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Construction (Design & Management) Regulations (CDM 2015) 


CDM 2015 applies to all construction work including residential projects. As a residential client your duties under CDM 2015 are passed on to others who are carrying out the construction work on your behalf. Those carrying out the work also have duties of their own. CDM Regulations are the main set of regulations for managing the health, safety and welfare of construction projects. CDM applies to all building and construction work and includes new build, demolition, refurbishment, extensions, conversions, repair and maintenance.

CDM Regulations governs the way construction projects of all sizes and types are  planned aiming to improve overall health, safety and welfare of those working in the construction sector. The regulations offer a broad definition of what construction works are, but whatever your role in construction is, CDM aims to improve health & safety in the industry. 

London W1

CDM Principal Designer

A principal designer is a designer who is an organisation or individual (on smaller projects) appointed by the client to take control of the pre-construction phase of any project involving more than one contractor. Principal designers are appointed to undertake the planning and management of health & safety throughout the period of their appointment. Main duties of the role are to plan, manage and monitor the pre-construction phase, to co-ordinate health and safety.

F10 Notification

A project is notifiable to the Health & Safety Executive (HSE) if construction work onsite is scheduled to last longer than 30 working days AND have more than 20 workers working simultaneously at any point in the project; or exceed 500-person days. Requirements of CDM 2015 apply whether or not the project is notifiable.

Building Safety Act 2022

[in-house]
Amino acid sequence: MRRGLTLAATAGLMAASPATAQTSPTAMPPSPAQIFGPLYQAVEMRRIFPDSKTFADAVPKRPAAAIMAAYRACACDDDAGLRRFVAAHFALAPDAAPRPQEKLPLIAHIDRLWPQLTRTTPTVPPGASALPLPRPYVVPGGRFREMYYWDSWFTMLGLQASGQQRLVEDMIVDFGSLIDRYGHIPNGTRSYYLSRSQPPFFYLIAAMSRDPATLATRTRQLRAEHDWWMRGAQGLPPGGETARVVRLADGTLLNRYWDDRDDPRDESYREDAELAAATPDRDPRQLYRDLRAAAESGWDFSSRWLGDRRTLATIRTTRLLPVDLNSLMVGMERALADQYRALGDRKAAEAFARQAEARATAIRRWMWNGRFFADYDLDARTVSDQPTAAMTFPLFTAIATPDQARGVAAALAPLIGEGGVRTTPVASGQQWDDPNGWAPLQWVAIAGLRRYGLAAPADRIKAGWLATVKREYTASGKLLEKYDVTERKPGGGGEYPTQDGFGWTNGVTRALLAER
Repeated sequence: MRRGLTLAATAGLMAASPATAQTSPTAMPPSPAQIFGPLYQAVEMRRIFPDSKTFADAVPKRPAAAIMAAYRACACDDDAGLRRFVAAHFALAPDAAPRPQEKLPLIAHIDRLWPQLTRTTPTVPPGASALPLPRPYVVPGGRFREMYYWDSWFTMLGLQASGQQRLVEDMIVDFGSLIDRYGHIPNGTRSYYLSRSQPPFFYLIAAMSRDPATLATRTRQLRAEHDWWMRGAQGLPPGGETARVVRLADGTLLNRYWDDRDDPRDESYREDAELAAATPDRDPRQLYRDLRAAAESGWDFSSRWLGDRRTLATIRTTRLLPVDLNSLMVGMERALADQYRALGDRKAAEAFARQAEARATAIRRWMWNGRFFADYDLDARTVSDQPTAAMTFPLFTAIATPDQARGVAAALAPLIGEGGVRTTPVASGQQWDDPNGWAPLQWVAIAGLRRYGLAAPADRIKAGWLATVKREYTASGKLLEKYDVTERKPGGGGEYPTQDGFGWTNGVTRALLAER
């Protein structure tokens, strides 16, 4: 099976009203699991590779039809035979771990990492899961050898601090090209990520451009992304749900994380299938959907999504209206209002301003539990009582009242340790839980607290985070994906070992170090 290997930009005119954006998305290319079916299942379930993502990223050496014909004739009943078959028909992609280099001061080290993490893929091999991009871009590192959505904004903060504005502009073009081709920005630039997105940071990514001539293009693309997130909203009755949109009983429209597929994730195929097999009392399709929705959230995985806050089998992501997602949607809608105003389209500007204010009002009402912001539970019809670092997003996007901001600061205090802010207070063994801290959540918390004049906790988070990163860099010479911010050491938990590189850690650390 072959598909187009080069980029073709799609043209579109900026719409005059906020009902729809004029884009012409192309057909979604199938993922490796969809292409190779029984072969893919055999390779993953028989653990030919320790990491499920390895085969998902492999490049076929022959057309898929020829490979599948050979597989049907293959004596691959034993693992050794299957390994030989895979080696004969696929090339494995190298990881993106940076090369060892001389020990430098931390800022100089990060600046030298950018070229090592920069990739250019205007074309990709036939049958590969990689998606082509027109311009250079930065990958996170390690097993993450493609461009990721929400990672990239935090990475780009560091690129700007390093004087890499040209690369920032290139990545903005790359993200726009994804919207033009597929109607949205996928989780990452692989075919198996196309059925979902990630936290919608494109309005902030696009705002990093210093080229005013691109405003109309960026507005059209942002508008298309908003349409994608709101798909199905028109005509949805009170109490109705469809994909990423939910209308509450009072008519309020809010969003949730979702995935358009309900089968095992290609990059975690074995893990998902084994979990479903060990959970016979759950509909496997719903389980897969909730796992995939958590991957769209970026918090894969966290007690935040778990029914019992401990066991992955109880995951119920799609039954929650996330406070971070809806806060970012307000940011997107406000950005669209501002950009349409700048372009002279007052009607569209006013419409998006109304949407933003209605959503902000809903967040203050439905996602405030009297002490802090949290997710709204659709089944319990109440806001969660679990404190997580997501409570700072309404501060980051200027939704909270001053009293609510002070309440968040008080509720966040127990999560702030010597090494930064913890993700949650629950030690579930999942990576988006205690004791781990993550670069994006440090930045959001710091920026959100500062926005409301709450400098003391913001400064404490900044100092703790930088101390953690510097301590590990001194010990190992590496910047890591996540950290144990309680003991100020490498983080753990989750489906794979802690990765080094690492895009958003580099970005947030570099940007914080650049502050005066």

The new Building Safety Act 2022 aims to reform building safety legislation with new duties for the management of fire and building safety. Importantly, the Act will help people be safer in their homes and will change the way buildings are designed, constructed and managed.


The primary focus of the Building Safety Act 2022 is on:


“Higher risk buildings that are at least 18m or seven storeys high; however, certain provisions relating to the remediation of relevant defects focus on self-contained buildings that contain at least two dwellings and are at least 11m or have at least five storeys.”


Currently, there are no plans to extend the Building Safety Act 2022 to cover all buildings; however, the legislation has the flexibility for more buildings to be brought into scope over time.


Designer’s must:


“Reduce safety risks related to fire spread and structural failure through greater planning scrutiny, increased regulation of professional competence and the creation of new statutory roles during the design and construction of higher risk buildings.”


The most significant feature is the expansion of the CDM principal designer role to include oversight of safety not just for higher risk buildings but for all building projects. As well as construction site safety duties, CDM principal designers are expected to plan, manage and monitor design work to ensure compliance with building regulations; and maintain data on design decisions for fire and structural safety.

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